EU announces new aid package for Ukraine

Germany will reinforce its military support to Kiev with an additional 100 Patriot missiles, while Italy will mobilise a fund of 140 million euros to rebuild Ukraine's infrastructure 
El presidente ucraniano, Volodymyr Zelensky, pronuncia un discurso en la Conferencia de Recuperación de Ucrania en Berlín - JOHN MACDOUGALL / AFP
Ukrainian President Volodymyr Zelensky addresses the Ukraine Recovery Conference in Berlin - JOHN MACDOUGALL / AFP
  1. Far-right and far-left stand up to Zelensky  
  2. US lifts arms ban on Azov Brigade  

On the occasion of the Ukraine Recovery Conference in Berlin, European Commission President Ursula von der Leyen announced a new financial assistance package worth 1.9 billion euros "to support Ukraine in its resilience and recovery".  

This money will come from an EU fund signed by all 27 member states to support Ukraine's economy until 2027. This support programme, worth 50 billion euros, is based on grants and loans financed from the EU budget.  

In addition to this aid, the president of the European Commission said that an additional 1.5 billion euros in interest accrued on frozen Russian assets in the West would be available in July

In addition, the EU has signed agreements worth 1.4 billion euros with partner banks in order to attract private sector investment from Ukraine. In this regard, targeted support for Ukrainian equity investments was also announced with the aim of improving financing for Ukrainian companies, especially for SMEs and start-ups that can help modernise the national economy. 

Since the beginning of the Russian invasion, EU financial, humanitarian, emergency, budgetary and military support to Ukraine is estimated at almost 100 billion euros

While Brussels is increasing financial assistance, Germany has announced it will deliver an additional 100 Patriot air defence missiles to Ukraine in a joint initiative with Denmark, the Netherlands and Norway.

Anti-tank weapons, components for artillery ammunition, several thousand attack drones and anti-drone equipment, as well as small arms, in particular sniper rifles, are also expected to be delivered in the medium term, as German Defence Minister Boris Pistorius announced during a visit to a military base where Ukrainian soldiers are training. 

Regarding the reconstruction of the country, the Ukrainian and German finance ministries have signed a joint Declaration of Intent to boost bilateral cooperation in this area.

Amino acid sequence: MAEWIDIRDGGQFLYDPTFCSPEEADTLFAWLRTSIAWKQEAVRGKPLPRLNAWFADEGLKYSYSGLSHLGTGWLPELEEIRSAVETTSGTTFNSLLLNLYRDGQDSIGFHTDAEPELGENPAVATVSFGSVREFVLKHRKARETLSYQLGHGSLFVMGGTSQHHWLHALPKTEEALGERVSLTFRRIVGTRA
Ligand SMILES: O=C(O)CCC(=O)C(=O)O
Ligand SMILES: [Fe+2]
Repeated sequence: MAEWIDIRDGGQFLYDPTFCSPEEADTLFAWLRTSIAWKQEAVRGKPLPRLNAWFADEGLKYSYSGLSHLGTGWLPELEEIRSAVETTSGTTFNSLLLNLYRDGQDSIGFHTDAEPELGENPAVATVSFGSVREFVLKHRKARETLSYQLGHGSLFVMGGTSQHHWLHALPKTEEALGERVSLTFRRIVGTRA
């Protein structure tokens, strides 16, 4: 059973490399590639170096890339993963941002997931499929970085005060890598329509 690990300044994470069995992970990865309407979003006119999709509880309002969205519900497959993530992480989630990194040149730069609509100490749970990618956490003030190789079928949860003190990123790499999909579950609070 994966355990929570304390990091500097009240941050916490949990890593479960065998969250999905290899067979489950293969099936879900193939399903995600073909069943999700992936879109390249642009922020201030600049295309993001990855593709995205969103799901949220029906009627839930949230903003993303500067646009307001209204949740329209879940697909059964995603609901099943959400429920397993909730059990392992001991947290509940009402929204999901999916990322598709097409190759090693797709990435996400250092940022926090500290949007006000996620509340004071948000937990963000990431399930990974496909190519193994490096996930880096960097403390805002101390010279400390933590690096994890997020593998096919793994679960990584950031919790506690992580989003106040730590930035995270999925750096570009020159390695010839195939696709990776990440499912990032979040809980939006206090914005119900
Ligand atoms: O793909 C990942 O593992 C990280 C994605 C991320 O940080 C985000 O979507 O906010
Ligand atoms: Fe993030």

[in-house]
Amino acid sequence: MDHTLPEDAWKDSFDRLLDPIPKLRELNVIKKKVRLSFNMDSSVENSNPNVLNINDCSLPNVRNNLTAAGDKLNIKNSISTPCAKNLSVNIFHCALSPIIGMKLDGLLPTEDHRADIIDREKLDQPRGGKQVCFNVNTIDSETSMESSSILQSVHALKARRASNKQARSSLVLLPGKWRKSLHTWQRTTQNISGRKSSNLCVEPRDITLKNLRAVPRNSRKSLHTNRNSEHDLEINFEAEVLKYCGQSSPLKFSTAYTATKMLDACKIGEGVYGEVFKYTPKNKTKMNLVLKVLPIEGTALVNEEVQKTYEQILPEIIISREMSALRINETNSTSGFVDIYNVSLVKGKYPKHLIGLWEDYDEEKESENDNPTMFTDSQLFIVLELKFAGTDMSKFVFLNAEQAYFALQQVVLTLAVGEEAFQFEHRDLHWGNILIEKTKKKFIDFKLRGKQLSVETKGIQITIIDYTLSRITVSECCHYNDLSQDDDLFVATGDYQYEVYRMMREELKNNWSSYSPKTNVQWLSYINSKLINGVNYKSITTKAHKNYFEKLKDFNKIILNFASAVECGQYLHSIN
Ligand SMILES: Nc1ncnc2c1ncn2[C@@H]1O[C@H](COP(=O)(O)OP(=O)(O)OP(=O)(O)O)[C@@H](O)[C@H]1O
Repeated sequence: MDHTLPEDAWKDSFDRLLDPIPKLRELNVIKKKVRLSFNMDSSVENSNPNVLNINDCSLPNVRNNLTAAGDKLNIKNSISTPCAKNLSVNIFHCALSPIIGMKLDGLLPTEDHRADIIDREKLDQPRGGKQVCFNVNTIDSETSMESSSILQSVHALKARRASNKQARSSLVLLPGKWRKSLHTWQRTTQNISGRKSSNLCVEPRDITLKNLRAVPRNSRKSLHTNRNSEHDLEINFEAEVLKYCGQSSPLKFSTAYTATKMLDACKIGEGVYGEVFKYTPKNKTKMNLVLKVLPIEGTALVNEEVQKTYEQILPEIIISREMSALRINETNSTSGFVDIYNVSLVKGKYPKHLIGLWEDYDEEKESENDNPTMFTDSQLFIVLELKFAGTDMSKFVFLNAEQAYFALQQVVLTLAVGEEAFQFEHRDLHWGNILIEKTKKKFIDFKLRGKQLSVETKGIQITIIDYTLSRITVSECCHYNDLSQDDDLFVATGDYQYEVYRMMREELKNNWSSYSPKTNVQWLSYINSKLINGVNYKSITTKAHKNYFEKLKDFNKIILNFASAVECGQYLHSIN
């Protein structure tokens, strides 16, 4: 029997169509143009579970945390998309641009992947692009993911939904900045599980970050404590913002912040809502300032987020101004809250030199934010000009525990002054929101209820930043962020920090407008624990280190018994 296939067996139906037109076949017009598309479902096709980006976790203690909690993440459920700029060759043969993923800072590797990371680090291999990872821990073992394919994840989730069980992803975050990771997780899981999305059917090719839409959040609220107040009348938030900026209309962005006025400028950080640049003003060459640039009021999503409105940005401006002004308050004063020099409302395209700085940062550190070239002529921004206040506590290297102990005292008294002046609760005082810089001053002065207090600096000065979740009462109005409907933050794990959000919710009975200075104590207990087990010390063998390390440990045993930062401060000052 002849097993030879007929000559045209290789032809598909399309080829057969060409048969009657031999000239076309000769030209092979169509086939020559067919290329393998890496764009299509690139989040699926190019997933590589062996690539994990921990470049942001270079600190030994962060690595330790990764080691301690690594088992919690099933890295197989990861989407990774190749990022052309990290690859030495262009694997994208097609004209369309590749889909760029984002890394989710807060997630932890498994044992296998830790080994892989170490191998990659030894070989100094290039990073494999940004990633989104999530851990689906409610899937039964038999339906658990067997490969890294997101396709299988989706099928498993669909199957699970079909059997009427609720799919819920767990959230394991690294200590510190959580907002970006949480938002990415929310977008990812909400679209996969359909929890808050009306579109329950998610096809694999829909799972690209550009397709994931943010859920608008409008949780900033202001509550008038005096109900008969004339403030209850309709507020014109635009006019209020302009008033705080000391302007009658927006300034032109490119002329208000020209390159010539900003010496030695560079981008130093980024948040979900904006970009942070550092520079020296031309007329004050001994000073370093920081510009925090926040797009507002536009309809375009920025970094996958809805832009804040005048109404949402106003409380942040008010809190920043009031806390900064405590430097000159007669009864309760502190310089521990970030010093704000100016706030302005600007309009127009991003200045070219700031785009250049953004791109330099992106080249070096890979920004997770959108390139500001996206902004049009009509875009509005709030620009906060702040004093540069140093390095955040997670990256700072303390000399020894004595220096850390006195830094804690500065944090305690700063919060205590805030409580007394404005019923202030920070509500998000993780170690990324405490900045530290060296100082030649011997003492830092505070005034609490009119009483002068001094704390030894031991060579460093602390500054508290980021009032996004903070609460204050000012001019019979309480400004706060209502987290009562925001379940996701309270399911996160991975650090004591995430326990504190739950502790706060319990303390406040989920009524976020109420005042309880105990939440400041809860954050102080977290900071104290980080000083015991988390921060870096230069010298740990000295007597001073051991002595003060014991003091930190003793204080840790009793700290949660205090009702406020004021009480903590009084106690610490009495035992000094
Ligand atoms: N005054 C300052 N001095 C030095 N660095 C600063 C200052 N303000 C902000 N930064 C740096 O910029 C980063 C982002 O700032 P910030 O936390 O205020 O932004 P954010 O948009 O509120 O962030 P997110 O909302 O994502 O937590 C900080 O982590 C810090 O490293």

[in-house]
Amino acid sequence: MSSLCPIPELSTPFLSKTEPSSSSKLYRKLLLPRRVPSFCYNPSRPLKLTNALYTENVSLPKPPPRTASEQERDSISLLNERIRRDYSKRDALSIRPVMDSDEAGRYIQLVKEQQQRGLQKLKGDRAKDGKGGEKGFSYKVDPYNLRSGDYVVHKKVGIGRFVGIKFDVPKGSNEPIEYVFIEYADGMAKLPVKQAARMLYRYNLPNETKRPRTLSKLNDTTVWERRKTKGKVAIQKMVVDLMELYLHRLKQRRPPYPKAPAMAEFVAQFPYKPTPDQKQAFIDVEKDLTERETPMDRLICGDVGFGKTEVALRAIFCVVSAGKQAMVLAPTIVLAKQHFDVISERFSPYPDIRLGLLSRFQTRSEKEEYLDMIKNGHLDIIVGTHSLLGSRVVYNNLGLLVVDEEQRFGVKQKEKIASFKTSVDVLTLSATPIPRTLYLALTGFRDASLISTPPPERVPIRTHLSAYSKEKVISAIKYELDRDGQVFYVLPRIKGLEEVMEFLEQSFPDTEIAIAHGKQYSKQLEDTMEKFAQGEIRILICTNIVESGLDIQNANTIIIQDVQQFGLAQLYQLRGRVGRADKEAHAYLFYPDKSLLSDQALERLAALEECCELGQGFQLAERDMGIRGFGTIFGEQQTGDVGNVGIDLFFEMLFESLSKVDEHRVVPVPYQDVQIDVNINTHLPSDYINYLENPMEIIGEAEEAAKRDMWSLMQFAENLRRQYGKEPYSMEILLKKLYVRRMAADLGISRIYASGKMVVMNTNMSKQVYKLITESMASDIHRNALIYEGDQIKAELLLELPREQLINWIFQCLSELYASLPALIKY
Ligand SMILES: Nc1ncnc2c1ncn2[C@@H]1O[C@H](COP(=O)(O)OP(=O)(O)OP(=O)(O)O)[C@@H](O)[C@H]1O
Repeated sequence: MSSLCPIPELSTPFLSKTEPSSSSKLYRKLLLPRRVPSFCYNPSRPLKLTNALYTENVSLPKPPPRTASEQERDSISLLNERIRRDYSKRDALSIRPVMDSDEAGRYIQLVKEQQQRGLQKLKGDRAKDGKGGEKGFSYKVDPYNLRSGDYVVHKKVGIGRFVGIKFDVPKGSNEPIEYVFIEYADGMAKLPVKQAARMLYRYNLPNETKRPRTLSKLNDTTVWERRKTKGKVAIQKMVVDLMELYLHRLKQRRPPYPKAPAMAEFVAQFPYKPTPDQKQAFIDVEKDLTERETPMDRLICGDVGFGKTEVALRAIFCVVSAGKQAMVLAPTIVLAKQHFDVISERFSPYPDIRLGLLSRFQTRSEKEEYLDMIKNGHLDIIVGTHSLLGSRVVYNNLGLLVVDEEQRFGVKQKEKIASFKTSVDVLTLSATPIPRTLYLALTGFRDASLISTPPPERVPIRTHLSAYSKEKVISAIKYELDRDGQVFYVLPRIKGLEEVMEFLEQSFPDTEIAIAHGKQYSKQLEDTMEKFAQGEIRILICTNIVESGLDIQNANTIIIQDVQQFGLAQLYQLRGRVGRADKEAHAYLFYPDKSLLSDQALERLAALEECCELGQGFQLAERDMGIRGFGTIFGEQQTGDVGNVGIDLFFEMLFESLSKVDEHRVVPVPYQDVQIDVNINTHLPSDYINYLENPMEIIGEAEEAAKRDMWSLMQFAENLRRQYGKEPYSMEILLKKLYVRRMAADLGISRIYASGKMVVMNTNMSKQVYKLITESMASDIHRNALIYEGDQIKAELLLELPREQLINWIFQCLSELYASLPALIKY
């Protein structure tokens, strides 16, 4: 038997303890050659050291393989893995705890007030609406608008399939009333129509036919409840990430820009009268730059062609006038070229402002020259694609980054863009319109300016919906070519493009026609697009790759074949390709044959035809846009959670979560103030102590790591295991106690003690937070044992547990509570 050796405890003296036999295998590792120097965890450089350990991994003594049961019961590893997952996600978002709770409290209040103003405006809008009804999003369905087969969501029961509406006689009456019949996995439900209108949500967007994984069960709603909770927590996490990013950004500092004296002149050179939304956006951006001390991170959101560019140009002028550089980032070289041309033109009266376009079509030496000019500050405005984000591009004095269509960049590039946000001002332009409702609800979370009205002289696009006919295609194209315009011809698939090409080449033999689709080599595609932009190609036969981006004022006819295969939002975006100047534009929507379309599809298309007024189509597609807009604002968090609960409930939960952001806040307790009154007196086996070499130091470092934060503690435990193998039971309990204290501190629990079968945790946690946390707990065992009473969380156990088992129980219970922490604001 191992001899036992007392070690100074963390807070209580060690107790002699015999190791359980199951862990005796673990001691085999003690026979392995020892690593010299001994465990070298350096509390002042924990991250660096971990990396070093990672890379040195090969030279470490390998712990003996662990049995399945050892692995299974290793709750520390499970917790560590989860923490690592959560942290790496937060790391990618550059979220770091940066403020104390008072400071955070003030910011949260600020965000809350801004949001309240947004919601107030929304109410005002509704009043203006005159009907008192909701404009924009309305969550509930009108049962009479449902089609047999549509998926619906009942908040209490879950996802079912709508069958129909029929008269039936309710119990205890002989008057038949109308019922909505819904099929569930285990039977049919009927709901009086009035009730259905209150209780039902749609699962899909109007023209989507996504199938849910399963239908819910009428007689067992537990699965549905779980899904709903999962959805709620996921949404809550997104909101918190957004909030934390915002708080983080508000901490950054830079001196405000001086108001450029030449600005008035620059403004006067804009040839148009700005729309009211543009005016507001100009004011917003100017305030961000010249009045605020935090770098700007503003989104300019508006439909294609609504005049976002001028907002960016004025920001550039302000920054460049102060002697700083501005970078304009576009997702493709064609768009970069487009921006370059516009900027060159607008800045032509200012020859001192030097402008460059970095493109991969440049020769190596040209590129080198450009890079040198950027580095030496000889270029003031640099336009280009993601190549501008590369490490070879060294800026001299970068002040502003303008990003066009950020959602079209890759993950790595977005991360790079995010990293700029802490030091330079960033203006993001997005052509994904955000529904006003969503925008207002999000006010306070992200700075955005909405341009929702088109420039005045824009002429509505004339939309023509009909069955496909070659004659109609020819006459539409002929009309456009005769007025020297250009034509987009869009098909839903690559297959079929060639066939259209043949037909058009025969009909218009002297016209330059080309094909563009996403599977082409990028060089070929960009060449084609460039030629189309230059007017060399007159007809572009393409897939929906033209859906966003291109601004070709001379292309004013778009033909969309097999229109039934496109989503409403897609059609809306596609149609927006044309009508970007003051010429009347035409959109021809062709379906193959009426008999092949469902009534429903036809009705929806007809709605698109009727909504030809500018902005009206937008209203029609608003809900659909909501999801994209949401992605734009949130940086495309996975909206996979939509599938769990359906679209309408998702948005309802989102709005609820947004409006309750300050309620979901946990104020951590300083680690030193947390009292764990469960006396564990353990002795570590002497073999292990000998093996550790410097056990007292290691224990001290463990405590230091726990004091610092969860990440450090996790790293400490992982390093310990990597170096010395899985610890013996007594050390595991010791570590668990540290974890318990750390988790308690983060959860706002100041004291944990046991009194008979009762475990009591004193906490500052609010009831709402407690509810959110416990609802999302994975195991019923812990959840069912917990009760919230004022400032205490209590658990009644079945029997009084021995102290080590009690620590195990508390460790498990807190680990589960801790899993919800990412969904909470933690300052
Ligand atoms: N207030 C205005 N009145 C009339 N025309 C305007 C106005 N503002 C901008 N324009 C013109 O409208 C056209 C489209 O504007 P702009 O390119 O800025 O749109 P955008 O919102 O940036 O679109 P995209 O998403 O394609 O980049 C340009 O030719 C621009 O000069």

"We do not limit ourselves to the form of support Ukraine needs to win the war," said German Finance Minister Christian Lindner. "We want to help Ukraine set the course for future growth through reconstruction," he added, according to Reuters.

The World Bank estimates that Ukraine's reconstruction will require investments of almost $500 billion over the next decade.  

Italy is also joining efforts to rebuild Ukraine's infrastructure after years of war. Italian Foreign Minister Antonio Tajani has confirmed a 140 million euro package for Ukrainian infrastructure. He also said that Rome is preparing to send new military aid, highlighting the reinforcement of air defence.  

Far-right and far-left stand up to Zelensky  

The new aid funds were announced on the sidelines of this year's German-organised Ukraine Recovery Conference. Ukrainian President Volodimir Zelensky has travelled to Berlin with several of his ministers to participate in the event and to meet with top German officials. The Ukrainian leader also took advantage of his visit to address the German Parliament, the Bundestag.   

Zelensky thanked Berlin for its support, noting that the arms shipment "saved the lives of thousands of citizens". The Russian invasion of Ukraine pushed Germany to leave behind its pacifist policy adopted after the end of World War II, making it the biggest supporter of Kiev in Europe and second only to the United States globally.  

The Ukrainian leader assured that Russian President Vladimir Putin "will lose this war", and will not continue to occupy Europe "with his disregard for life". "We will not pass this war on to the next generation. We will end it. We will end it in the interests of Ukraine and Europe as a whole," Zelensky declared. 

Both far-left and far-right politicians boycotted the Ukrainian president's speech to the Bundestag, something that has also happened in other European parliaments.  

US lifts arms ban on Azov Brigade  

This new European aid coincides with the US decision to lift the arms ban on Ukraine's Azov Brigade. The controversial military unit was instrumental in defending the port city of Mariupol at the beginning of the Russian invasion. 

However, it has always been in the spotlight because of its origins and links to neo-Nazism. This was precisely the reason why Washington initially banned the group from using its weapons, but in the end, after ‘exhaustive review’, the US claims to have found ‘no evidence’ of rights violations. 

According to US law, Washington cannot provide equipment or training to foreign military units suspected of committing serious human rights violations. 

Azov has welcomed the decision, calling it "a new page in the unit's history". "Azov is becoming even more powerful, more professional and more dangerous for the occupiers," he added.